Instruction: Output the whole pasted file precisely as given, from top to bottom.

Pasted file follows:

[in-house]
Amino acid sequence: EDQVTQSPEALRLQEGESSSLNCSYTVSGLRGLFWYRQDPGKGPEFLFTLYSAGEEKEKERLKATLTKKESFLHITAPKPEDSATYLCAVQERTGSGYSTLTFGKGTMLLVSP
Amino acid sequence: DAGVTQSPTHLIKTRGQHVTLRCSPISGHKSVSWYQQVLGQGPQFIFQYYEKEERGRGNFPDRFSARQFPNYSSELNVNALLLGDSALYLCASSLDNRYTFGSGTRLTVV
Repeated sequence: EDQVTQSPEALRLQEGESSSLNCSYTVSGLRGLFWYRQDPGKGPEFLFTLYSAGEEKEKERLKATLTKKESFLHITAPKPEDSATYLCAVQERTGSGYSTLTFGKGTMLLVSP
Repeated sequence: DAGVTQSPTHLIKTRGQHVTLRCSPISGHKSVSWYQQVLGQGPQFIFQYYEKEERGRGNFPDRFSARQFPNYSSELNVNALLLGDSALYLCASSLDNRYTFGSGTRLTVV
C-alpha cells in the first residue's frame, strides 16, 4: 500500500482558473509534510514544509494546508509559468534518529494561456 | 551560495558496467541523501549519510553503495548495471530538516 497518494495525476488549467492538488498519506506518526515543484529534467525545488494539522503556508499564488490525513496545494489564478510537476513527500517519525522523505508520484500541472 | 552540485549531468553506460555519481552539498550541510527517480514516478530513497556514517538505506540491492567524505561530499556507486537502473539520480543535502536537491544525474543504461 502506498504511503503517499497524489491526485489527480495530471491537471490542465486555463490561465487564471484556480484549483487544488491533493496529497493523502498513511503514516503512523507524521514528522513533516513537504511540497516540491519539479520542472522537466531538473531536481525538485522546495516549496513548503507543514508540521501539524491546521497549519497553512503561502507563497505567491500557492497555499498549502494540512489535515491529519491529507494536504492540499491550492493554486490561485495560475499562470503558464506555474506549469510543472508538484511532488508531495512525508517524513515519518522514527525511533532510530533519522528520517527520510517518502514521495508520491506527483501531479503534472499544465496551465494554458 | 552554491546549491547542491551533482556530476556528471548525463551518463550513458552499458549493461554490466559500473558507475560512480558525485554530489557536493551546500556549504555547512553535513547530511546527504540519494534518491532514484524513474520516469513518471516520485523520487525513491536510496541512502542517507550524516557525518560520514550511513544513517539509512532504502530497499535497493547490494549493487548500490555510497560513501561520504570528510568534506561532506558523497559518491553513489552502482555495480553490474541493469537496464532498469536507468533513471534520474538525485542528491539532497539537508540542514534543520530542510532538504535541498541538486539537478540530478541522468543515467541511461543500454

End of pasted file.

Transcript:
[in-house]
Amino acid sequence: EDQVTQSPEALRLQEGESSSLNCSYTVSGLRGLFWYRQDPGKGPEFLFTLYSAGEEKEKERLKATLTKKESFLHITAPKPEDSATYLCAVQERTGSGYSTLTFGKGTMLLVSP
Amino acid sequence: DAGVTQSPTHLIKTRGQHVTLRCSPISGHKSVSWYQQVLGQGPQFIFQYYEKEERGRGNFPDRFSARQFPNYSSELNVNALLLGDSALYLCASSLDNRYTFGSGTRLTVV
Repeated sequence: EDQVTQSPEALRLQEGESSSLNCSYTVSGLRGLFWYRQDPGKGPEFLFTLYSAGEEKEKERLKATLTKKESFLHITAPKPEDSATYLCAVQERTGSGYSTLTFGKGTMLLVSP
Repeated sequence: DAGVTQSPTHLIKTRGQHVTLRCSPISGHKSVSWYQQVLGQGPQFIFQYYEKEERGRGNFPDRFSARQFPNYSSELNVNALLLGDSALYLCASSLDNRYTFGSGTRLTVV
C-alpha cells in the first residue's frame, strides 16, 4: 500500500482558473509534510514544509494546508509559468534518529494561456 | 551560495558496467541523501549519510553503495548495471530538516 497518494495525476488549467492538488498519506506518526515543484529534467525545488494539522503556508499564488490525513496545494489564478510537476513527500517519525522523505508520484500541472 | 552540485549531468553506460555519481552539498550541510527517480514516478530513497556514517538505506540491492567524505561530499556507486537502473539520480543535502536537491544525474543504461 502506498504511503503517499497524489491526485489527480495530471491537471490542465486555463490561465487564471484556480484549483487544488491533493496529497493523502498513511503514516503512523507524521514528522513533516513537504511540497516540491519539479520542472522537466531538473531536481525538485522546495516549496513548503507543514508540521501539524491546521497549519497553512503561502507563497505567491500557492497555499498549502494540512489535515491529519491529507494536504492540499491550492493554486490561485495560475499562470503558464506555474506549469510543472508538484511532488508531495512525508517524513515519518522514527525511533532510530533519522528520517527520510517518502514521495508520491506527483501531479503534472499544465496551465494554458 | 552554491546549491547542491551533482556530476556528471548525463551518463550513458552499458549493461554490466559500473558507475560512480558525485554530489557536493551546500556549504555547512553535513547530511546527504540519494534518491532514484524513474520516469513518471516520485523520487525513491536510496541512502542517507550524516557525518560520514550511513544513517539509512532504502530497499535497493547490494549493487548500490555510497560513501561520504570528510568534506561532506558523497559518491553513489552502482555495480553490474541493469537496464532498469536507468533513471534520474538525485542528491539532497539537508540542514534543520530542510532538504535541498541538486539537478540530478541522468543515467541511461543500454